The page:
We studied 64 HCs and 56 patients with psychotic disorders within 5 years after onset, the majority of whom (52 subjects) within 2 years after onset. As described in recent publications that addressed different scientific questions (Kamath et al., 2018; Faria et al., 2019; Wang et al., 2019; Narita et al., 2021; Etyemez et al., 2022; Yang et al., 2022), diagnoses of psychotic disorders were confirmed using the Structural Clinical Interview for DSM-IV Patient Edition (SCID) (Williams et al., 1992). The spectrum of psychotic disorders included schizophrenia (26 patients), bipolar disorder with psychotic features (14 patients), schizoaffective disorder (seven patients), major depressive disorder with psychotic features (five patients), not otherwise specified psychotic disorder (two patients), and schizophreniform disorder (two patients). Exclusion criteria for all participants included a history of head trauma, nasal trauma, nasal surgery, neurologic disorder, cancer, viral infection, and a reported history of intellectual disability. Individuals who were pregnant or taking anti-inflammatory agents or experiencing any other psychiatric conditions were also excluded. In addition, participants with an estimated IQ below 70 on the Hopkins Adult Reading Test were excluded from this study (Schretlen et al., 2009). Patients who reported active substance abuse or produced a urine drug screen positive for illicit substance use, except cannabis, were excluded. This study was approved by the Johns Hopkins Medicine Institutional Review Boards and in accordance with The Code of Ethics of the World Medical Association (1964 Declaration of Helsinki). All study participants provided written informed consent. Parental consent and assent were obtained for all participants under the age of 18 years.
2.2. Symptomatic assessment and clinical data
The presence and severity of positive and negative symptoms of patients were evaluated by study physicians through the Scale for the Assessment of Negative Symptoms (SANS) and the Assessment of Positive Symptoms (SAPS) (Andreasen, 1990). Each symptom category includes a global rating score. The total global score, the sum of the global ratings, was used to calculate positive and negative symptoms.
The antipsychotic dosages were converted to chlorpromazine equivalents (CPZ) using the defined daily dose method (Leucht et al., 2016). Duration of illness (DOI) (between the onset and nasal biopsy), and CPZ doses were obtained through self-reports and confirmed through the Johns Hopkins electronic medical database. Note that we did not include data of cannabis use in the analysis, as the data were based on mere self-reports and they did not have quantitative value (answers were yes/no).
2.3. Neurocognitive assessment
We used a comprehensive neuropsychological battery which we previously developed and have used in our publications (Faria et al., 2019; Coughlin et al., 2021). We obtained cognitive scores scaled in normally distributed standardized units that covered six domains: (1) processing speed (calculated from the combined scores of the Grooved Pegboard test and the Salthouse test); (2) attention / working memory (Digit Span and Brief Attention Memory test); (3) verbal learning and memory (Hopkins Verbal Learning test); (4) visual learning and memory (Brief Visuospatial Memory test); (5) ideational fluency (Ideational Fluency assessment for Word Fluency and Acceptable Designs); and (6) executive functioning (Modified Wisconsin Card Sorting test). The median of the time gap between neurocognitive assessment and nasal biopsy for cell collection was 22 days.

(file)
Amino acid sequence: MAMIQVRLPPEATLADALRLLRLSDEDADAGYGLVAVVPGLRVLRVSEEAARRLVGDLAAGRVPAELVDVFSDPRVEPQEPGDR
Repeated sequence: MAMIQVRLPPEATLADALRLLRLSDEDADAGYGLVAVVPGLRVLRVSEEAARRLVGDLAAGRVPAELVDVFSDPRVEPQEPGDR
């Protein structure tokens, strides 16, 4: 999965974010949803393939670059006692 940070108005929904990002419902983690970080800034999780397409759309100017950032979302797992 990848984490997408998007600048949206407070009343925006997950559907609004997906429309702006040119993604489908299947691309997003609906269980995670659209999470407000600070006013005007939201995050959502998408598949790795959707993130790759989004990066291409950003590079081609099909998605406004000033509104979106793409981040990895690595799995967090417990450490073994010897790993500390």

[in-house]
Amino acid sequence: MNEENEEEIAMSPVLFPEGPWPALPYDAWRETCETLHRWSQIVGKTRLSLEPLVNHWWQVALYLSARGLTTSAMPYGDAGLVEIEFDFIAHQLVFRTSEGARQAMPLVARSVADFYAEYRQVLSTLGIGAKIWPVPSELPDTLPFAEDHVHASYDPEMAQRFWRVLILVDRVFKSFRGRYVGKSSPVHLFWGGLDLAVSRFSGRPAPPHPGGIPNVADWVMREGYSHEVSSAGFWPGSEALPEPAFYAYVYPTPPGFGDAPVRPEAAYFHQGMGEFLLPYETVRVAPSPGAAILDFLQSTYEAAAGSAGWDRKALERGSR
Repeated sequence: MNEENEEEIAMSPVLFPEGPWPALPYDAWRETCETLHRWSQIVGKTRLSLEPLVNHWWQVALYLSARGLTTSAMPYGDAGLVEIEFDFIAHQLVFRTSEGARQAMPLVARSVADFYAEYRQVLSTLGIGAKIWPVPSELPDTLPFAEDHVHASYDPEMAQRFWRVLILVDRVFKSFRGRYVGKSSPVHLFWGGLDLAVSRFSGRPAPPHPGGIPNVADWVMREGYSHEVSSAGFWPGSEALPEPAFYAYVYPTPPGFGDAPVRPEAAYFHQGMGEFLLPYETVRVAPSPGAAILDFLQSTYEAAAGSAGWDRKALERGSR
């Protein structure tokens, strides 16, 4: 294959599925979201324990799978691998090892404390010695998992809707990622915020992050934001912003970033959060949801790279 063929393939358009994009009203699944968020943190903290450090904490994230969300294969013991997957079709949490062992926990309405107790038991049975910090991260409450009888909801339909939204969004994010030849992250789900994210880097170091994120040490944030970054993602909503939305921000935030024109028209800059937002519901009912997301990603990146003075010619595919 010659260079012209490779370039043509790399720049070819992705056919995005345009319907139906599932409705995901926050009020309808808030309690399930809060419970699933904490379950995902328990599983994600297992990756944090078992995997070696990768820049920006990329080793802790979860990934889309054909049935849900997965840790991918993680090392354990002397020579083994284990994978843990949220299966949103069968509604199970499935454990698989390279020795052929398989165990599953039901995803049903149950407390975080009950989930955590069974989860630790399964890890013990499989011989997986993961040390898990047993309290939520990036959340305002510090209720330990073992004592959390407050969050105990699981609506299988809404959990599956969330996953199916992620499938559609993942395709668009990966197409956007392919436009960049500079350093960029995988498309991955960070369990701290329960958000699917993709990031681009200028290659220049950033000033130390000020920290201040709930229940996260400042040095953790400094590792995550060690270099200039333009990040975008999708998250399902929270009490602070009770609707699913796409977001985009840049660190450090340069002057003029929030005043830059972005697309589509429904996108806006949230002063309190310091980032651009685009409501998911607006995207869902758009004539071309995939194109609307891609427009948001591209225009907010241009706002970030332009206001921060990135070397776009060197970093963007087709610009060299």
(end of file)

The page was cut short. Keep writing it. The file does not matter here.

2.4. Olfactory neuronal cells
The nasal biopsy was conducted at the Johns Hopkins Otolaryngology Clinic, and ONCs were prepared from nasal biopsied tissues obtained from patients and HCs in the Johns Hopkins Schizophrenia Center according to previous publications (Kano et al., 2013; Mor et al., 2013; Sumitomo et al., 2018; Takayanagi et al., 2021; Jaaro-Peled et al., 2022; Namkung et al., 2022). We collected 1-mm nasal biopsied tissues including olfactory neuroepithelium. The tissues were first incubated with 2.4 U/mL Dispase II for 45 min at 37°C, and then mechanically minced into small pieces. The tissue pieces were further treated with 0.25 mg/mL collagenase A for 10 min at 37°C. Dissociated cells were gently suspended and centrifuged to obtain pellets. Cell pellets were resuspended in D-MEM/F12 supplemented with 10% FBS and antibiotics (D-MEM/F12 medium), and tissue debris was removed by transferring only the cell suspension into a new tube. Cells were then plated on 6-well plates in fresh D-MEM/F12 medium (Day 0 plate). Cells floating were collected in fresh D-MEM/F12 medium on day 2 (Day 2 plate) and day 7 (Day 7 plate). Through these processes, connective tissue-origin cells and non-neuronal cells that are attached in Day 0 and 2 plates were removed. Cells in Day 7 plate were cultured until they reached confluency, collected, and stored in a liquid nitrogen tank until further use as ONCs. ONCs are nearly homogenous with a βIII-tubulin, a marker for immature neurons (Kano et al., 2013). Consistently, a genome-wide expression analysis of ONCs in reference to various pubic databases for gene expression also indicated that the general signature of ONCs is similar to that of developing neurons (Horiuchi et al., 2013).